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Emil Viklicky: Patriarch of Czech Jazz Piano

Victor Verney By

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EV: No, it's an unused cherry orchard now; its sad to see now—I've been there recently. It's in southern Moravia near Znojmo, very close to the Austrian border in Mikolovik, a tiny, tiny town of 662 people where all the Viklickys come from. My great-great-great grandfather, a blacksmith, was mayor in 1803. The current mayor told me the vineyards died about 100 years ago from pests and blight and was turned into a socialist cherry cooperative, but nobody picks them. It's on a little hill; the mayor told me that was where my grandfather stood and said, "I'm going to marry that beautiful woman, and I don't care about all this!"

AAJ: Is this your first time playing here in Iowa?

EV: Oh, no—I played here two or three years ago and once before that. The last time was with a alto saxophonist named Benny Goldbin. He's the grandson of Ed Baum, who was an American soldier in Czechoslovakia in 1945 as a nineteen-year old boy with General Patton. Now he's like in his eighties. He called me one day from his home in Beverly Hills and said "I would like you to play with my grandson," Benny Goldbin (an alto saxophonist who lives in Studio City). They came to Prague a couple of times. Benny and I did two CDs together and a couple of gigs in Prague as well as in L.A.—two the best known jazz clubs in L.A., but I don't recall the names. The gig here in Cedar Rapids came after our first CD, I think. Benny basically brought me here because I didn't have a clue about this place, I'm sorry to say.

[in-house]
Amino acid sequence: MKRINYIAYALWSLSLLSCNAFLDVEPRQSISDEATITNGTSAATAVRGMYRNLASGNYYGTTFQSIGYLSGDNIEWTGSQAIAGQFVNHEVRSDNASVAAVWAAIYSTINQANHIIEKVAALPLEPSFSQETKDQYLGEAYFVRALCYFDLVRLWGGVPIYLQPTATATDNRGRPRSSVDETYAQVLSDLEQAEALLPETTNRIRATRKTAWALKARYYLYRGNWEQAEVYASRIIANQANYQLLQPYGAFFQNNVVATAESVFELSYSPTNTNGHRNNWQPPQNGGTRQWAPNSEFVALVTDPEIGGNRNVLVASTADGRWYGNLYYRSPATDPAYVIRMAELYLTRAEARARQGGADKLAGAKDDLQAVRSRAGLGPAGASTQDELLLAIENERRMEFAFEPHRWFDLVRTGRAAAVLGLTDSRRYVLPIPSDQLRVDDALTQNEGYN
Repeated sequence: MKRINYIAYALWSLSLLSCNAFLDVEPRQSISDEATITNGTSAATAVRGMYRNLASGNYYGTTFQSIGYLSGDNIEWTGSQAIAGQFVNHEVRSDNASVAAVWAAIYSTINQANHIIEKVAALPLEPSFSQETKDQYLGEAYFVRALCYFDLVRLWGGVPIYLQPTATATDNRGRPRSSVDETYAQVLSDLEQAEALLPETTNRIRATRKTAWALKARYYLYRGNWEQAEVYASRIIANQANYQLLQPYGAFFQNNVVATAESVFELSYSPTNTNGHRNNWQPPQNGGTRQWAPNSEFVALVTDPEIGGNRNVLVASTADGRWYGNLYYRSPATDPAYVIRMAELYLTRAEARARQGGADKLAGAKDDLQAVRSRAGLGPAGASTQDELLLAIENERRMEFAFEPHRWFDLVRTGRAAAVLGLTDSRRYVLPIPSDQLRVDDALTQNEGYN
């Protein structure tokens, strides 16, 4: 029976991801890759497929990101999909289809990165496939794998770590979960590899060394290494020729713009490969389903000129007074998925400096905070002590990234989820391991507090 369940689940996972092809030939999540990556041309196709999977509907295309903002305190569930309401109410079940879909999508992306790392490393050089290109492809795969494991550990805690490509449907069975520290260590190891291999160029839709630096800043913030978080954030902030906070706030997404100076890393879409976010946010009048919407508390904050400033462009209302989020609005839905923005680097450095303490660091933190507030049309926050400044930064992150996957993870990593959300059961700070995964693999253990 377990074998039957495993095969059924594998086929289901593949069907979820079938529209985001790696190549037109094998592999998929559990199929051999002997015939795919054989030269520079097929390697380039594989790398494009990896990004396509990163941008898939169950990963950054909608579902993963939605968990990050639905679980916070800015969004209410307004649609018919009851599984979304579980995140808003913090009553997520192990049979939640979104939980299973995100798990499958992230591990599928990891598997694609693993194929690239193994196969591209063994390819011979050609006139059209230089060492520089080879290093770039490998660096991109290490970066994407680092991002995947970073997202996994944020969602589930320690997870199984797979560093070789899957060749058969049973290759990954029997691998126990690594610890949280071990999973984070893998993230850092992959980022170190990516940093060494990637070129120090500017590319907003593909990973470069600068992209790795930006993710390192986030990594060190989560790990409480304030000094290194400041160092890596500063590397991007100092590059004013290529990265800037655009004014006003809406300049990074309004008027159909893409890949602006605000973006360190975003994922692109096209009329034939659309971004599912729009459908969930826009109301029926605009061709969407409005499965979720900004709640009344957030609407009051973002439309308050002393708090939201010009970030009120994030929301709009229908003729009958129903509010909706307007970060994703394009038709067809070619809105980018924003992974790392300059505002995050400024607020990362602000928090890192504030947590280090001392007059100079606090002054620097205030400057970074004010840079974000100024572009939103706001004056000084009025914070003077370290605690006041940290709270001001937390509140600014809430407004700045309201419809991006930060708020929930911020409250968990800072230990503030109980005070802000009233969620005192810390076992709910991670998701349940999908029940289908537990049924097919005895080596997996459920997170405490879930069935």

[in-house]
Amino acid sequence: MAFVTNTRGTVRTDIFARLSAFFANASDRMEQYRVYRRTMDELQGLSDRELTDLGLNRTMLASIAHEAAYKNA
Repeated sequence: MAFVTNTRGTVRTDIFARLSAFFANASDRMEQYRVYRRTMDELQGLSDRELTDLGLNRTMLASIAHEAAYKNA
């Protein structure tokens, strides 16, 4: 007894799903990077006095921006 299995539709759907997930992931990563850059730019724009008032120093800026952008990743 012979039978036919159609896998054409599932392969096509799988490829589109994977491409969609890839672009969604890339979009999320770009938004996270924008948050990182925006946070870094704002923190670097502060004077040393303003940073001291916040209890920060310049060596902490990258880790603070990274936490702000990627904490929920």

AAJ: You're known for combining Moravian folk music and jazz. I'm curious, given that your audience tonight will be primarily Czech-Americans, will you do anything different than you might if you were, say, just playing at some jazz club in New York or Chicago?

EV: No, I don't think so. That is my trademark, and the only thing that might be different tonight is that the audience might be even more responsive, and they may know some of the folk songs I use. On the other hand, I've reharmonized, even changed them rhythmically pretty far from the original, and they might not recognize them. Something I do in the Czech Republic which has been commercially successful is touring with Zuzana Lapcikova, a folk singer who is educated in ethnography. She's a very good singer; she dresses in the traditional folk garb, gives some background, and she sings the melody in its original form. And then we take it on and gradually change it into something, and then we gradually bring it back.

AAJ: Bill Evans, one of your main influences, was known for reharmonizing Broadway show tunes, even pop tunes.

EV: "M.A.S.H."

AAJ: Yes, and on that duet album he did with Toots Thielmann, the Paul Simon tune, "I Do It For Your Love."

EV: Yes, yes! [hums tune] Great song!

AAJ: I was just listening to that album on the way to this interview.

EV: Yes, Evans was one of my very first influences.